Vanderbilt SPC: Protecting Staff Under Duress

Staff protection is a critical priority for all businesses. But some sectors need to provide their staff with more protection than others.

For instance, financial institutions like banks, post offices, and credit unions can be under threat from break-ins and robberies while other areas such as 24-hour fuel stations or factories have staff on premises working throughout the night. Therefore, if a robbery was to occur during these unorthodox working times, it is vital that the alarm can be raised, and help can be provided immediately.

Traditionally the method for signaling a threat was a member of staff would trigger a silent alarm that would be reported to police, or staff would enter a unique duress code. These code option and the silent panic/ hold up are available on the SPC system. That said, an often-reported issue with duress codes is that adding a one-to-four-digit number can be challenging to perform when under pressure.

Vanderbilt’s SPC

However, Vanderbilt’s SPC intrusion system has several features that help protect staff. One such feature is the ‘All okay’ function. Simply put, this is a step that staff can perform to signal everything is ‘okay’ when the SPC system is unset. The nice thing about this is that SPC allows this ‘All okay’ signal to be almost anything. Additionally, you can add multiple elements that will trigger the signal.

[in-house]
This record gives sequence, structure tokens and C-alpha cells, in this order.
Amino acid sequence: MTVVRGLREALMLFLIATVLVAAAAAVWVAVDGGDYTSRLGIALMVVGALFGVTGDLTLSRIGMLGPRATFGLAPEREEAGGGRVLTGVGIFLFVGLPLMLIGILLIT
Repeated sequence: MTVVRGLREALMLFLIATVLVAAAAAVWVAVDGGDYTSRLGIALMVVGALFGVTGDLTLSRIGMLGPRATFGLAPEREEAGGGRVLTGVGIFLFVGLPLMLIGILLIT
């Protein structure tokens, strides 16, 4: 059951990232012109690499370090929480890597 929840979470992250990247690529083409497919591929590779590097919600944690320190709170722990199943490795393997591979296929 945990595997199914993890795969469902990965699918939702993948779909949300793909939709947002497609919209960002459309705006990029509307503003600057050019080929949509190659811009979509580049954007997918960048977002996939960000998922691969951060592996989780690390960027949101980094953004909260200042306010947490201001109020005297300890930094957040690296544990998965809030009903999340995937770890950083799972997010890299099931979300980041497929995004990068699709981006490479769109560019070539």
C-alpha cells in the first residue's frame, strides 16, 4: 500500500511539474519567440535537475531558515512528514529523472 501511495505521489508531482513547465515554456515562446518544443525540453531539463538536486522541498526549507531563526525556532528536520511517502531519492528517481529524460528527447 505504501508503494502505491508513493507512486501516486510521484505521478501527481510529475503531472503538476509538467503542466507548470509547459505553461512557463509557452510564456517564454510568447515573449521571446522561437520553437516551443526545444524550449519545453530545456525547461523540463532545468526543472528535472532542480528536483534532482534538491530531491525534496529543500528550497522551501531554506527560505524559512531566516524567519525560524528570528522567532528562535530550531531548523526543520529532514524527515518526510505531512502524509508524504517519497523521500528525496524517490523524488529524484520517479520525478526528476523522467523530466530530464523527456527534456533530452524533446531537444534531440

The SPC system can be configured to have this functionality for specific areas and the time and action can be defined for what will happen if the signal is not given. Any input or zone can be used.

SPC: How it works

For example, at a bank, if the manager arrives early, he uses his card to gain access to the branch office and PIN to disarm the alarm. His code disarms the office and secure area but the ATMs, vaults, and safe deposit boxes remain armed. A central monitoring station (CMS), is alerted to the early entry.

They need to know whether the entry is routine or under duress. The monitoring station views the manager in live video as he executes a predetermined security procedure and until he hits an ‘All Okay’ button. If there is a problem, a silent duress alarm is automatically sent. The monitoring station listens in and if necessary calls the police. The core element here is that it is easy for staff to remember not to perform an action and also more natural.



 

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